Chapter Four is when things start to get really ugly and Hanabi’s twisted psychological state starts to breakthrough in public. We see her losing herself in fantasy as she fools around with Mugi and admits that she is addicted to it as it’s the only way she can get to be with her unrequitted love. She even goes so far as to claim that she is engaging in things that she knows her Oni-chan would never do, not even with her. This sudden chasteness feels rather wrong and questionable. She’s clearly put her crush on this holier-than-thou pedestal and finding out that she thinks her older male crush does not have sexual desires feels like such a stupid and strange complex to have. It really cements her ignorance and how her so called love may not actually be love but more of an extreme infatuation arising from her absent father complex and a hero worship complex. Carrying on, we come to a defining moment for Hanabi as she turns down a proposal from one of her admirers. Her words are harsh and cruel and considering her own true unrequited situation, it makes it sound all the more cruel and shallow. She’s been shown to have a really low opinion of herself so far with the book literally titled Scum’s Wish and Hanabi so far seemingly thinking of herself as scum for engaging in physical activities with a boy she doesn’t love all for the sake of promoting her fantasies. So when she mocks people as being creepy for loving someone who has no interest in them, she is most likely also venting her feelings about herself as well. Nevertheless, in the moment, it is going to make some readers immediately take a disliking to her and start to cement that this isn’t a book about nice people at all nor about good people stuck in a bad situation.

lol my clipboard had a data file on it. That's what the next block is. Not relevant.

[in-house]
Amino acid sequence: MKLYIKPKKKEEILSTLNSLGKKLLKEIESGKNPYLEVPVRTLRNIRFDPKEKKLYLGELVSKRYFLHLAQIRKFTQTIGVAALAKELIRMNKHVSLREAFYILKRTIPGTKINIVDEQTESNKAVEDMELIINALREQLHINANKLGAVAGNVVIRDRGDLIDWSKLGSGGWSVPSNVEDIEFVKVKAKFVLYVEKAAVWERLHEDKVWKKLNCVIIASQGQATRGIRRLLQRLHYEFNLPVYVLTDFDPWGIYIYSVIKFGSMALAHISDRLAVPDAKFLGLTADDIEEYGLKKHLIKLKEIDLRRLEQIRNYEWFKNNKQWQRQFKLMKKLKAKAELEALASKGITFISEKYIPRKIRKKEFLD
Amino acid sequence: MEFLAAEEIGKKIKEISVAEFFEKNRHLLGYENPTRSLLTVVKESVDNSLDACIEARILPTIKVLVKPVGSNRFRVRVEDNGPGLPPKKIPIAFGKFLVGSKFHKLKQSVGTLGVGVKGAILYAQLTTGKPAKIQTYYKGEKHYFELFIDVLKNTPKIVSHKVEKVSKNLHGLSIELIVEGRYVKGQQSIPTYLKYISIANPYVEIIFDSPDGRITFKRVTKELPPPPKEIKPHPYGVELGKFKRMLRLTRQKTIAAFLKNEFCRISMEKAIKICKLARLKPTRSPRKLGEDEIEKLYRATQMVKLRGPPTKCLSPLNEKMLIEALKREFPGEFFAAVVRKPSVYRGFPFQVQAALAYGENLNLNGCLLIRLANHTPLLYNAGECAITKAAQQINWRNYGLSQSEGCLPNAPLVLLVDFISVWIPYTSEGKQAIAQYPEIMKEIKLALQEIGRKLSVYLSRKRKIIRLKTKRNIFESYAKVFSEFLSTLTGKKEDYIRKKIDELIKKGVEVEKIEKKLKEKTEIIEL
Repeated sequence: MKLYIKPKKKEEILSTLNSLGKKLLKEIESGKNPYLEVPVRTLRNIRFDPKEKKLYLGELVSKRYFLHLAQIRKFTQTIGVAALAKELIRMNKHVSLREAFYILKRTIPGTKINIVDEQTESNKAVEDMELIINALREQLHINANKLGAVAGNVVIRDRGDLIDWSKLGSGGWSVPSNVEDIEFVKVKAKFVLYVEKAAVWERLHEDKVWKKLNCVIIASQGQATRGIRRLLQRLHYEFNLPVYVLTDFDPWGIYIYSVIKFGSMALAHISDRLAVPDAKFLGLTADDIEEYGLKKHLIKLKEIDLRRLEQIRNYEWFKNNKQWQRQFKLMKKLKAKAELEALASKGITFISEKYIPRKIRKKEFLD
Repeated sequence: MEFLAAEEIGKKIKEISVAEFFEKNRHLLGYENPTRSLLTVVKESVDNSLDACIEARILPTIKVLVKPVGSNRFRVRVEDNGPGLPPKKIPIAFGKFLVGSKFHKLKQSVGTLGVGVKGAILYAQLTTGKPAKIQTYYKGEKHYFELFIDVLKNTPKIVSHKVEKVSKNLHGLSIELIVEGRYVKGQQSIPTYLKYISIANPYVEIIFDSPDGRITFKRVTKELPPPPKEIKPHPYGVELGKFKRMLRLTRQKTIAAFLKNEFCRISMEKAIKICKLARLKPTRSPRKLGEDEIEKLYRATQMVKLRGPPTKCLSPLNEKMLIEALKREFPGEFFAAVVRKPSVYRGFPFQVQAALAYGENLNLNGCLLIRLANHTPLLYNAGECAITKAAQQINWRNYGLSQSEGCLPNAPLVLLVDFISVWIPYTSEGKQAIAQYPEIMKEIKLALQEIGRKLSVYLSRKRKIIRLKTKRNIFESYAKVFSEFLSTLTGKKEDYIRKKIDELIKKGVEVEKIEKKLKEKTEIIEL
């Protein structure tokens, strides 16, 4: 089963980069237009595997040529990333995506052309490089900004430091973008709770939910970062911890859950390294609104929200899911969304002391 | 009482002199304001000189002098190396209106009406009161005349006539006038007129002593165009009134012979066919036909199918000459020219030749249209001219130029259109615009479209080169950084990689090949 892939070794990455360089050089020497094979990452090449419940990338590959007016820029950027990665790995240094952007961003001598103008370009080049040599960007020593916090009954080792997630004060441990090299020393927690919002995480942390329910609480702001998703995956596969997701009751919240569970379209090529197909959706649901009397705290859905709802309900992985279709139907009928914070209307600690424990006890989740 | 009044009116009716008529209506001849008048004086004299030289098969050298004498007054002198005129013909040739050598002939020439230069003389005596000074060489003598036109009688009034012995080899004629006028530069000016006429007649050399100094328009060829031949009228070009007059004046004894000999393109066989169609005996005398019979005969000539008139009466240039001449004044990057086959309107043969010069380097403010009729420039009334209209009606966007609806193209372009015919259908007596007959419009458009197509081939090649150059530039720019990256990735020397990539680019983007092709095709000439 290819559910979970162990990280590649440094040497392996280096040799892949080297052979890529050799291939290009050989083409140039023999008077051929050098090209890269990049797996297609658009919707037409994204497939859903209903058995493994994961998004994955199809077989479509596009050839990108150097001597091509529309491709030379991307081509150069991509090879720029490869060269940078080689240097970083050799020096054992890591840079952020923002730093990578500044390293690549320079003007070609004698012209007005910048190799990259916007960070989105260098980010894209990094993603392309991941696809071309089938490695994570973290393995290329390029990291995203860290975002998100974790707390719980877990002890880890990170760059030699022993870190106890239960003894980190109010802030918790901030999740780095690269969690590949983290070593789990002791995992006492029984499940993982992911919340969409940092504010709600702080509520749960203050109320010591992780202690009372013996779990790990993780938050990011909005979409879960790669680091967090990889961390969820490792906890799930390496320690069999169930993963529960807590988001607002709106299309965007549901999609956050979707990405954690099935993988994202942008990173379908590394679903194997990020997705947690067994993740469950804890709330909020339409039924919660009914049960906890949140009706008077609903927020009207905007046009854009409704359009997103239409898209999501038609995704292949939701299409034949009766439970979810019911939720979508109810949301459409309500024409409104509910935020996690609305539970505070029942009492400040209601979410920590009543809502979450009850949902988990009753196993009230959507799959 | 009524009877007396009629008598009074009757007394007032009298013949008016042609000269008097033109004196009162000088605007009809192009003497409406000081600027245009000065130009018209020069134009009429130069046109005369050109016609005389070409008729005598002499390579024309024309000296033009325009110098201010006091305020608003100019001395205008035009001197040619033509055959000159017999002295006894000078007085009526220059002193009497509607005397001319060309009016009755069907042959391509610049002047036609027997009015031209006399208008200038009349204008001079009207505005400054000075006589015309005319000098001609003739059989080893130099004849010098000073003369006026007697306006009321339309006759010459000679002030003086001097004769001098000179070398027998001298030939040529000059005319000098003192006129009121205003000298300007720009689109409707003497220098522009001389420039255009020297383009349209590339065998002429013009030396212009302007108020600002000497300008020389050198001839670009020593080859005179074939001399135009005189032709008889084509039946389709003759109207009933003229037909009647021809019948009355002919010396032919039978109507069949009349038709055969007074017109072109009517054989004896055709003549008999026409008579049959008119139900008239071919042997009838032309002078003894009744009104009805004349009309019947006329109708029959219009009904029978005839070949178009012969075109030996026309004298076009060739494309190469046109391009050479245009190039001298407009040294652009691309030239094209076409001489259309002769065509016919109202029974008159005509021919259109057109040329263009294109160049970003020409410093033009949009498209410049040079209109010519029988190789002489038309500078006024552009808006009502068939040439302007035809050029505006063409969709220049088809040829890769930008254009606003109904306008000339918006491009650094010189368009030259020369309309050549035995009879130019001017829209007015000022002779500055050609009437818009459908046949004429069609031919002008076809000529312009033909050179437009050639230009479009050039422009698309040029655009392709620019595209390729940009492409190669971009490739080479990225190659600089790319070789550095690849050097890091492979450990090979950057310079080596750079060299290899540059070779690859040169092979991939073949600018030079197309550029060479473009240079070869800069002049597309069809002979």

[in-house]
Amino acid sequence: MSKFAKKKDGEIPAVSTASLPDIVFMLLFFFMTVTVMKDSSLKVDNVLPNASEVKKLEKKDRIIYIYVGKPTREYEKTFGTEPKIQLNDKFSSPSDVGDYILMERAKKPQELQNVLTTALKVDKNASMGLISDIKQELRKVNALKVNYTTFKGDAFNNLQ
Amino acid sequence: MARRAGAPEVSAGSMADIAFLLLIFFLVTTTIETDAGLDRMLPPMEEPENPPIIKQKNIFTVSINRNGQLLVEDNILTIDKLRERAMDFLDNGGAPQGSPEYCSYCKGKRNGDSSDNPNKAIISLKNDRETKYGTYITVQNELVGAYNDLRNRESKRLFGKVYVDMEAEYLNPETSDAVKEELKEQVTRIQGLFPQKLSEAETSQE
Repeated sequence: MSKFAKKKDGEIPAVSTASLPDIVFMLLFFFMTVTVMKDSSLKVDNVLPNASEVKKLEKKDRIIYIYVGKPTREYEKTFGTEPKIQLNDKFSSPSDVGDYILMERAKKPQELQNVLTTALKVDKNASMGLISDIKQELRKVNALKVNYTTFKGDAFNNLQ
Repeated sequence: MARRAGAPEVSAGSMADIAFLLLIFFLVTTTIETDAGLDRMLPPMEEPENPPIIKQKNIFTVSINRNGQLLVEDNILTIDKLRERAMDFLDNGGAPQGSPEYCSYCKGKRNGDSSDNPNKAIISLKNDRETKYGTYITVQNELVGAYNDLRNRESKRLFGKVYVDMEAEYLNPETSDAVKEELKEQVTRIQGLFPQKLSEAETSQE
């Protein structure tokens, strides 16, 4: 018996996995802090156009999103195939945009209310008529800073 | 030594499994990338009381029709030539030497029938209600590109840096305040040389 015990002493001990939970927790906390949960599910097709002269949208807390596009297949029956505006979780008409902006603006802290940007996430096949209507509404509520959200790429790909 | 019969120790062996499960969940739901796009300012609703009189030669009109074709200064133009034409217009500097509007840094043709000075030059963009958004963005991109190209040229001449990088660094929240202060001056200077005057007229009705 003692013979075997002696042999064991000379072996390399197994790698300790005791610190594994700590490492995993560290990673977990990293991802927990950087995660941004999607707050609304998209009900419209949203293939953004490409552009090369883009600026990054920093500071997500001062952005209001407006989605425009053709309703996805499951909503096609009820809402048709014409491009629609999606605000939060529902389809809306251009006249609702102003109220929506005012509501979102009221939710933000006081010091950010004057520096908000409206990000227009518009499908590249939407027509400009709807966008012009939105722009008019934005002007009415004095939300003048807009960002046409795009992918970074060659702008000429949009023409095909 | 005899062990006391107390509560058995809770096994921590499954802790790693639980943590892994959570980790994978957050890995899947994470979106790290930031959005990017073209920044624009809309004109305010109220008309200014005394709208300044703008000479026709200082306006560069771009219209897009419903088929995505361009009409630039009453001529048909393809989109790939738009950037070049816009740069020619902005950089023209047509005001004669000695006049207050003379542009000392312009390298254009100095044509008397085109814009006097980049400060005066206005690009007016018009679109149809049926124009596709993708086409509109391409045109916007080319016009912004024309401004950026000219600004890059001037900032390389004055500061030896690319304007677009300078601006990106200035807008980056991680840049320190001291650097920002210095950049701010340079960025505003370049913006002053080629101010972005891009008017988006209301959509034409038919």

Mugi sure seems popular as this volume introduces not one, but two of his ardent admirers, with one of them not at all afraid to let her feelings be known to the point where we see a face to face point blank confrontation between her and Hanabi over Mugi. This new character, who calls herself Moka, short for Most Kawaii, is another character that’s extremely out there and seems to be suffering from “Chuunibyou” or “eighth-grade syndrome”. For those unaware, Eight grade Syndrome is a term from Japanese culture used to refer to teenagers who have strong delusions or fantasies about possessing special powers and abilities which tends to occur around the time they’re in the eight grade. Moka isn’t in Eight Grade though, she’s the same age as our protagonists and even goes to the same school as them. However, she has a Princess Complex and refuses to stick to the school uniform code. When Mugi calls her by her real name, she flinches and claims it is an accursed relic of her ancient past. Oh, to be a psychiatrist in this series..one could make millions just off our cast members. She has an unrequited love story similar to Hanabi, in that she grew up with Mugi and decided that he was her destiny after getting inspired/ carried away when people remarked that she and Mugi looked like a princess with her prince when they played together as kids. For those who balked at that, a useful thing to remember is that this is a bunch of immature teenagers we are looking at, and the teenage years can be a rather puzzling and emotionally charged period where people act in ways that might make them cringe at themselves in the future. With that thought in mind, it’s easy to smirk at our casts as they make one selfish or dumb and confounding decision/action after the other and chalk it down to them being ‘dumb’ teenagers without completely losing your hair over it.